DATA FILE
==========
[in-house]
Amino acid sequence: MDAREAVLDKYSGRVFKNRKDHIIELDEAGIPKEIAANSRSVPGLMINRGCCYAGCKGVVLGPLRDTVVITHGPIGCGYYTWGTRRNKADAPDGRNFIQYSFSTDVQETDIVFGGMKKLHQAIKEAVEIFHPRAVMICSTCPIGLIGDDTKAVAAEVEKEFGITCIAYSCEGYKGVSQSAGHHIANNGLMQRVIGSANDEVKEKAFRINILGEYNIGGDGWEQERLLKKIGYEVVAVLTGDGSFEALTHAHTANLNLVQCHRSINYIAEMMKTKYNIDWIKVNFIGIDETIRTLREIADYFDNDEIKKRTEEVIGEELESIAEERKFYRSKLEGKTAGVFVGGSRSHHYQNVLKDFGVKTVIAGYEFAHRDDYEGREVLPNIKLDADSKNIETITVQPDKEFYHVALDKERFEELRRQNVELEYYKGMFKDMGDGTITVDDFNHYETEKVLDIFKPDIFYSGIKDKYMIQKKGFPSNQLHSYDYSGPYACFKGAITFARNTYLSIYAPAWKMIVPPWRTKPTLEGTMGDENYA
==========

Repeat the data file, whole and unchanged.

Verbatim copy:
[in-house]
Amino acid sequence: MDAREAVLDKYSGRVFKNRKDHIIELDEAGIPKEIAANSRSVPGLMINRGCCYAGCKGVVLGPLRDTVVITHGPIGCGYYTWGTRRNKADAPDGRNFIQYSFSTDVQETDIVFGGMKKLHQAIKEAVEIFHPRAVMICSTCPIGLIGDDTKAVAAEVEKEFGITCIAYSCEGYKGVSQSAGHHIANNGLMQRVIGSANDEVKEKAFRINILGEYNIGGDGWEQERLLKKIGYEVVAVLTGDGSFEALTHAHTANLNLVQCHRSINYIAEMMKTKYNIDWIKVNFIGIDETIRTLREIADYFDNDEIKKRTEEVIGEELESIAEERKFYRSKLEGKTAGVFVGGSRSHHYQNVLKDFGVKTVIAGYEFAHRDDYEGREVLPNIKLDADSKNIETITVQPDKEFYHVALDKERFEELRRQNVELEYYKGMFKDMGDGTITVDDFNHYETEKVLDIFKPDIFYSGIKDKYMIQKKGFPSNQLHSYDYSGPYACFKGAITFARNTYLSIYAPAWKMIVPPWRTKPTLEGTMGDENYA